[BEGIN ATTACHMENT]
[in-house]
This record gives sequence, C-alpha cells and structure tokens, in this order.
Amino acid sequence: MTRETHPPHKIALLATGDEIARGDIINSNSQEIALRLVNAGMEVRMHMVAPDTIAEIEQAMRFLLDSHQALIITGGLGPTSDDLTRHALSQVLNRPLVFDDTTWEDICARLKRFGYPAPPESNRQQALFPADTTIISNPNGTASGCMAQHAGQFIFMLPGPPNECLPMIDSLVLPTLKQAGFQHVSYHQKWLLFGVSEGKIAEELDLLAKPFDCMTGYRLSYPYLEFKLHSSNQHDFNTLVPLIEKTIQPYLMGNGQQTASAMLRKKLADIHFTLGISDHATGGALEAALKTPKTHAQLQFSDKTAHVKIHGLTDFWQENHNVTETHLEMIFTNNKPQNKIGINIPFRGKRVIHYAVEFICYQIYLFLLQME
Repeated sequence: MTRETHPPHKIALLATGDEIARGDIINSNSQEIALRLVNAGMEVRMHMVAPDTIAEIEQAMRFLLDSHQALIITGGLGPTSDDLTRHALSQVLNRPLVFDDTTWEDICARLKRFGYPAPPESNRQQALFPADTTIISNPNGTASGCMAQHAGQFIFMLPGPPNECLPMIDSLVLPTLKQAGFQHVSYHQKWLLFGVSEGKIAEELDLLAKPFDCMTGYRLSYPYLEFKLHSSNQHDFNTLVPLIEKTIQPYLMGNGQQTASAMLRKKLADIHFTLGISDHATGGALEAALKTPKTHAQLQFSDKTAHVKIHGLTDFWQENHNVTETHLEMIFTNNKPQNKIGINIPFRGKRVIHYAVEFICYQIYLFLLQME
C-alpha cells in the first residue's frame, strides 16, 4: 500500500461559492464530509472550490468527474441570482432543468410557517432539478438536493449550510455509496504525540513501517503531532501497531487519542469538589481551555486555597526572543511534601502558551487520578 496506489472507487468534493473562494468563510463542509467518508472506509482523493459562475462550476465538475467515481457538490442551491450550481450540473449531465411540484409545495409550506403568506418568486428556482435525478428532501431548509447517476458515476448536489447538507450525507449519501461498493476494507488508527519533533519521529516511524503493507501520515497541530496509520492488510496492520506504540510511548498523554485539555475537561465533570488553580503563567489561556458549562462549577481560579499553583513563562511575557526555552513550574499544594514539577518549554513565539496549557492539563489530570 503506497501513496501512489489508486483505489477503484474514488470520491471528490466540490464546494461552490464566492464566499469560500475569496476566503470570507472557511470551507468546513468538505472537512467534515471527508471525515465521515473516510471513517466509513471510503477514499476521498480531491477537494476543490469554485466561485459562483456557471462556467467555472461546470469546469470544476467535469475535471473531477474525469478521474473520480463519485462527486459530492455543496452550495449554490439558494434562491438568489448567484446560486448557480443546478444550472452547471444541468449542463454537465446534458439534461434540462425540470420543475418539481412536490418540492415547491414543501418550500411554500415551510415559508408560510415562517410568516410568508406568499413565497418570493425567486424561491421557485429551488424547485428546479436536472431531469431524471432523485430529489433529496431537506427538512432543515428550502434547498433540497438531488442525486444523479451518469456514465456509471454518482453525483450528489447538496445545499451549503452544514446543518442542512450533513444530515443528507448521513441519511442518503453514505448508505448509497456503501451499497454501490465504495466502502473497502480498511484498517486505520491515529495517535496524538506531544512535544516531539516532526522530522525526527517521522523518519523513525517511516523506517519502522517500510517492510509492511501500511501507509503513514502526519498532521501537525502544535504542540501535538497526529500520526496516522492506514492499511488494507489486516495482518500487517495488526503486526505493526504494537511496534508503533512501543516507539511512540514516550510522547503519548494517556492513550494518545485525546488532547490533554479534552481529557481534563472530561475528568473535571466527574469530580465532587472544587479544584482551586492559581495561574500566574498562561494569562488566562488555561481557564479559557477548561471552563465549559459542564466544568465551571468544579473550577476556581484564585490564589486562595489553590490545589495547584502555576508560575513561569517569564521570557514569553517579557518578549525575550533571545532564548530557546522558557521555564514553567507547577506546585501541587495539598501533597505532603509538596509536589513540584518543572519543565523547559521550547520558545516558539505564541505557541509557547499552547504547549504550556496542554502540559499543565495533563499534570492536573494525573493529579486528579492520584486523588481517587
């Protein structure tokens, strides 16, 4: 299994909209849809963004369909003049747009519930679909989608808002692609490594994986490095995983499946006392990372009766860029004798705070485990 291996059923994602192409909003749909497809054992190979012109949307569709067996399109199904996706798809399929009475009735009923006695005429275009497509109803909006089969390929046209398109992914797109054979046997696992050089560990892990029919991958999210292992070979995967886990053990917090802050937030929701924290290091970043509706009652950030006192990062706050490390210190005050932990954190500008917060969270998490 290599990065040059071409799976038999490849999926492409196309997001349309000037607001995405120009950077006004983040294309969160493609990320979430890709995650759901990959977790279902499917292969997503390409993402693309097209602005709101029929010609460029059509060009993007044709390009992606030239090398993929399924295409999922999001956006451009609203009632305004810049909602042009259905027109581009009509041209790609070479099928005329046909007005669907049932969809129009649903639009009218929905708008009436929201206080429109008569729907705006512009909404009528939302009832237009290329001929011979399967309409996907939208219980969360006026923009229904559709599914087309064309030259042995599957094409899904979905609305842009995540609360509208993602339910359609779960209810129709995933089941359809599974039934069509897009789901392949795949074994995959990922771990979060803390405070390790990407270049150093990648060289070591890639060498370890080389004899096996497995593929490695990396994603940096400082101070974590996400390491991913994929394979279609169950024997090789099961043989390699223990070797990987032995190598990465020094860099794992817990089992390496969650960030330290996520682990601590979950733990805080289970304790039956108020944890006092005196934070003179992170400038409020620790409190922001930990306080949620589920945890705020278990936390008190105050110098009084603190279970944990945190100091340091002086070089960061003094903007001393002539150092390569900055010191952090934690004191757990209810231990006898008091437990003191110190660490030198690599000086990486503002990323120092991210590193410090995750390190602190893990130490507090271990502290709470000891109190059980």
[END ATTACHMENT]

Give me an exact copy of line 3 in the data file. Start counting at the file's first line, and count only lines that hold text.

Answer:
Amino acid sequence: MTRETHPPHKIALLATGDEIARGDIINSNSQEIALRLVNAGMEVRMHMVAPDTIAEIEQAMRFLLDSHQALIITGGLGPTSDDLTRHALSQVLNRPLVFDDTTWEDICARLKRFGYPAPPESNRQQALFPADTTIISNPNGTASGCMAQHAGQFIFMLPGPPNECLPMIDSLVLPTLKQAGFQHVSYHQKWLLFGVSEGKIAEELDLLAKPFDCMTGYRLSYPYLEFKLHSSNQHDFNTLVPLIEKTIQPYLMGNGQQTASAMLRKKLADIHFTLGISDHATGGALEAALKTPKTHAQLQFSDKTAHVKIHGLTDFWQENHNVTETHLEMIFTNNKPQNKIGINIPFRGKRVIHYAVEFICYQIYLFLLQME